Science and Law
18th February 2014

The Busy Litigator’s Guide to Reading a Scientific Paper

Are you continually frustrated by complex and conflicting scientific studies? The good news is, it’s easy to understand scientific literature if you approach it in the right way. With an effective strategy, you can glean key information from a scientific paper and strengthen your case.

The Busy Litigator’s Guide to Reading a Scientific Paper

Are you continually frustrated by complex and conflicting scientific studies? The good news is, it’s easy to understand scientific literature if you approach it in the right way. With an effective strategy, you can glean key information from a scientific paper and strengthen your case.

The following resources will help you effectively read and better understand scientific papers:

In this article, BMJ.com (formerly British Medical Journal) offers specific suggestions for reading different types of research papers including the following: papers that go beyond numbers, papers that report drug trials, statistics for non-statisticians, getting your bearings (deciding what the paper is about), assessing the methodological quality of papers, and reading papers that summarize other papers (systematic reviews and meta-analysis).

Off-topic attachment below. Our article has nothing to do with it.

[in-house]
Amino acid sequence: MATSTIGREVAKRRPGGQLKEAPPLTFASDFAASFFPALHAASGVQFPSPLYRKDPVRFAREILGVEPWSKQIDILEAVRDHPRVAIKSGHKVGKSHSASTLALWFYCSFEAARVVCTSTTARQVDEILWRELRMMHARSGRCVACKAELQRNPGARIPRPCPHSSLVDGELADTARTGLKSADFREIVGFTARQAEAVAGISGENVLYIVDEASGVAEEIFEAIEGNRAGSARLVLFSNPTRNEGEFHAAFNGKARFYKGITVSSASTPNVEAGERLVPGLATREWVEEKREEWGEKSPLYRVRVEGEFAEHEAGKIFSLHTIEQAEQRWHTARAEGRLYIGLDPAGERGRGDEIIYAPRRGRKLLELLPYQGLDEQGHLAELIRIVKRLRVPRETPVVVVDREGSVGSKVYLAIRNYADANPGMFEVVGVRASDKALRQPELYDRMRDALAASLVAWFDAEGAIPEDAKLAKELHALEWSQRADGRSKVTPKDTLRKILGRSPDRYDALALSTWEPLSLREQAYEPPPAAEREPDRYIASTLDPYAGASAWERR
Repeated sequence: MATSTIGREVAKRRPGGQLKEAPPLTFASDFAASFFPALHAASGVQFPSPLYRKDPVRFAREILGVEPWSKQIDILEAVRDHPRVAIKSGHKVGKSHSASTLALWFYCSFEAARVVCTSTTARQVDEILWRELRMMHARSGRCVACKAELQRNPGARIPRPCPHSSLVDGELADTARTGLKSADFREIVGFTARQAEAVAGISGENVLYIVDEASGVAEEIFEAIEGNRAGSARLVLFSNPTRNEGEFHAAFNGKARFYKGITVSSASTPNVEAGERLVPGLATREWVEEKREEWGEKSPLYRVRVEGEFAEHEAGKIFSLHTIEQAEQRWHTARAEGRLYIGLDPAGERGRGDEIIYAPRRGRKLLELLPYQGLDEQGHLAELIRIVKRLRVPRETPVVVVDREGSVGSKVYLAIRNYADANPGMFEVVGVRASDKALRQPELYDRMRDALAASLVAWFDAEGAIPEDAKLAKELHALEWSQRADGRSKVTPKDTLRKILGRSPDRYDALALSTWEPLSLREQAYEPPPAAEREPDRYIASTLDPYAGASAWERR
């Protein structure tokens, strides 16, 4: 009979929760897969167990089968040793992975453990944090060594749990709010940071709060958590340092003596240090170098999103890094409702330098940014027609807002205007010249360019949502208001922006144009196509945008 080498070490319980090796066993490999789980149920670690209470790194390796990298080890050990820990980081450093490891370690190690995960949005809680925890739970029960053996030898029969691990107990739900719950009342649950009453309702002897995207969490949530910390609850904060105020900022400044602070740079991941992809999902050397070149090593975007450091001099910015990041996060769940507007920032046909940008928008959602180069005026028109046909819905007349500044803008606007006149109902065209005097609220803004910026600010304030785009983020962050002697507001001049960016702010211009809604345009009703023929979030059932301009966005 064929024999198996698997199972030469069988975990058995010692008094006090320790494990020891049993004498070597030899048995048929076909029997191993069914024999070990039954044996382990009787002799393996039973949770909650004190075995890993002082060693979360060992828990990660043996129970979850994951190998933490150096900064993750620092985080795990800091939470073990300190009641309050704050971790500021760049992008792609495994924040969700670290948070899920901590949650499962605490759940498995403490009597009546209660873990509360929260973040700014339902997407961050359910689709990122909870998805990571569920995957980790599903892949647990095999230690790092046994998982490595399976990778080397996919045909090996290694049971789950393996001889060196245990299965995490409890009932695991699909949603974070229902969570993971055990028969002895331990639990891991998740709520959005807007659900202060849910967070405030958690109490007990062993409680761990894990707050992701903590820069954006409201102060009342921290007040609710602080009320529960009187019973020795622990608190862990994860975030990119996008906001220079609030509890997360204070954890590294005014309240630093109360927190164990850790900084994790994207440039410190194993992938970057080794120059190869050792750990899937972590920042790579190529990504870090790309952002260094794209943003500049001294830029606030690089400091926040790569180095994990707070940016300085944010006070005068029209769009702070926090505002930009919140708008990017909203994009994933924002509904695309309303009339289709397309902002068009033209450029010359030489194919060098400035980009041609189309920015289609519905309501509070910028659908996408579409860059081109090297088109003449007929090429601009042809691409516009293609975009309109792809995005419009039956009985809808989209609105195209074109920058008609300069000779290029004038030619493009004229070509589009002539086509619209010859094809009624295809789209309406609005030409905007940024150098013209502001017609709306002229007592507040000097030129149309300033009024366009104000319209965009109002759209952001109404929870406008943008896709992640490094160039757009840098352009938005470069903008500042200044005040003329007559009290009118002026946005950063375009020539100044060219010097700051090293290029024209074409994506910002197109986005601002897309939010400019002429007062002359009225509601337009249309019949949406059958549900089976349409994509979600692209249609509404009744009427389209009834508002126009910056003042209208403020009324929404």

This article discusses the essential steps to evaluating scientific publications. Interestingly, the article points out that authors do not always use terms correctly. For example, the word “significance” is overused because positive results are more likely to get published.

This article by Rice University breaks the process down into five steps:

  1. Skim the article and identify its structure. Most journals employ the IMRAD structure: an abstract followed by Introduction, Methods, Results and Discussion. The article describes the features of each section. The ability to recognize the conventional features of a scientific article helps you to comprehend its content.
  2. Distinguish main points. A scientific paper contains many indicators of the author’s main point; you just need to know where to look for them. Indicators include key words and phrases.
  3. Generate questions and be aware of your understanding. In this section, the article identifies questions readers should ask themselves while reading a paper to better understand its content.
  4. Draw inferences. Not everything that you learn from an article is stated explicitly. Research has shown that readers who actively draw inferences are better able to understand and recall information.
  5. Take notes as you read. The act of taking notes improves recall and comprehension. The paper provides a template for taking notes.

Understanding scientific literature is critical to preparing a legal case involving complex scientific topics. Before tackling your next scientific paper, read the above articles and use the tips they offer. You’ll find reading scientific literature less frustrating and more productive.

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